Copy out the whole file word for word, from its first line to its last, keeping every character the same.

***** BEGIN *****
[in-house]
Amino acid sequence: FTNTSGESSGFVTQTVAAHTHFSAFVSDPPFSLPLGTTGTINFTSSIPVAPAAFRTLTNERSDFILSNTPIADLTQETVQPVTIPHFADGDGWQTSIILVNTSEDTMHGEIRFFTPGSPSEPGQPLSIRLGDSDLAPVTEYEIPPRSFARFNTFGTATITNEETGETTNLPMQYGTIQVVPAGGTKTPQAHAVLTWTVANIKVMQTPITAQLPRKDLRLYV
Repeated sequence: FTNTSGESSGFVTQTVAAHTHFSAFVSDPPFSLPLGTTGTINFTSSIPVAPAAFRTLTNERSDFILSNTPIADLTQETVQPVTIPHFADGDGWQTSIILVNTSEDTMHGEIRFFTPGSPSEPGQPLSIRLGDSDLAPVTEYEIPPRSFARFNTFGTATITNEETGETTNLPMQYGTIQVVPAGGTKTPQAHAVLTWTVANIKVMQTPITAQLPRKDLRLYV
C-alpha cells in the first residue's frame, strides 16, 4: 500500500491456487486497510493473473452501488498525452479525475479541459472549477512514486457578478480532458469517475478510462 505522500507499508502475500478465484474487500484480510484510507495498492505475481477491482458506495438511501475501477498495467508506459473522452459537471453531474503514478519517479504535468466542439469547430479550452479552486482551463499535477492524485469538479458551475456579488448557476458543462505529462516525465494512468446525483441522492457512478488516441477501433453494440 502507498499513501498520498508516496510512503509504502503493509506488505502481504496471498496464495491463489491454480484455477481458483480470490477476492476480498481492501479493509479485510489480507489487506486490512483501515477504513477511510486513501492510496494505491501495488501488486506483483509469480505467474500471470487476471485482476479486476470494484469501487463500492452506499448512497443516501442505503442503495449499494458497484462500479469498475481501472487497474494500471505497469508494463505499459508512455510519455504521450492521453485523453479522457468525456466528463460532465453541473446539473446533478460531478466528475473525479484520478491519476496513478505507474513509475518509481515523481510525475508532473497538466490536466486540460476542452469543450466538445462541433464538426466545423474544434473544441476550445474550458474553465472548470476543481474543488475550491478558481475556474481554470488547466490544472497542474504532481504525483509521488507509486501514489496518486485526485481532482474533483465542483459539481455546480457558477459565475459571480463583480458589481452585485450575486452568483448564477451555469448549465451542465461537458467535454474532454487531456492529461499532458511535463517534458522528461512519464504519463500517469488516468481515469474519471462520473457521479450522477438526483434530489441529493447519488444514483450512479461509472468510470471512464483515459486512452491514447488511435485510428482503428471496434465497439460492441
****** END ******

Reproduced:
[in-house]
Amino acid sequence: FTNTSGESSGFVTQTVAAHTHFSAFVSDPPFSLPLGTTGTINFTSSIPVAPAAFRTLTNERSDFILSNTPIADLTQETVQPVTIPHFADGDGWQTSIILVNTSEDTMHGEIRFFTPGSPSEPGQPLSIRLGDSDLAPVTEYEIPPRSFARFNTFGTATITNEETGETTNLPMQYGTIQVVPAGGTKTPQAHAVLTWTVANIKVMQTPITAQLPRKDLRLYV
Repeated sequence: FTNTSGESSGFVTQTVAAHTHFSAFVSDPPFSLPLGTTGTINFTSSIPVAPAAFRTLTNERSDFILSNTPIADLTQETVQPVTIPHFADGDGWQTSIILVNTSEDTMHGEIRFFTPGSPSEPGQPLSIRLGDSDLAPVTEYEIPPRSFARFNTFGTATITNEETGETTNLPMQYGTIQVVPAGGTKTPQAHAVLTWTVANIKVMQTPITAQLPRKDLRLYV
C-alpha cells in the first residue's frame, strides 16, 4: 500500500491456487486497510493473473452501488498525452479525475479541459472549477512514486457578478480532458469517475478510462 505522500507499508502475500478465484474487500484480510484510507495498492505475481477491482458506495438511501475501477498495467508506459473522452459537471453531474503514478519517479504535468466542439469547430479550452479552486482551463499535477492524485469538479458551475456579488448557476458543462505529462516525465494512468446525483441522492457512478488516441477501433453494440 502507498499513501498520498508516496510512503509504502503493509506488505502481504496471498496464495491463489491454480484455477481458483480470490477476492476480498481492501479493509479485510489480507489487506486490512483501515477504513477511510486513501492510496494505491501495488501488486506483483509469480505467474500471470487476471485482476479486476470494484469501487463500492452506499448512497443516501442505503442503495449499494458497484462500479469498475481501472487497474494500471505497469508494463505499459508512455510519455504521450492521453485523453479522457468525456466528463460532465453541473446539473446533478460531478466528475473525479484520478491519476496513478505507474513509475518509481515523481510525475508532473497538466490536466486540460476542452469543450466538445462541433464538426466545423474544434473544441476550445474550458474553465472548470476543481474543488475550491478558481475556474481554470488547466490544472497542474504532481504525483509521488507509486501514489496518486485526485481532482474533483465542483459539481455546480457558477459565475459571480463583480458589481452585485450575486452568483448564477451555469448549465451542465461537458467535454474532454487531456492529461499532458511535463517534458522528461512519464504519463500517469488516468481515469474519471462520473457521479450522477438526483434530489441529493447519488444514483450512479461509472468510470471512464483515459486512452491514447488511435485510428482503428471496434465497439460492441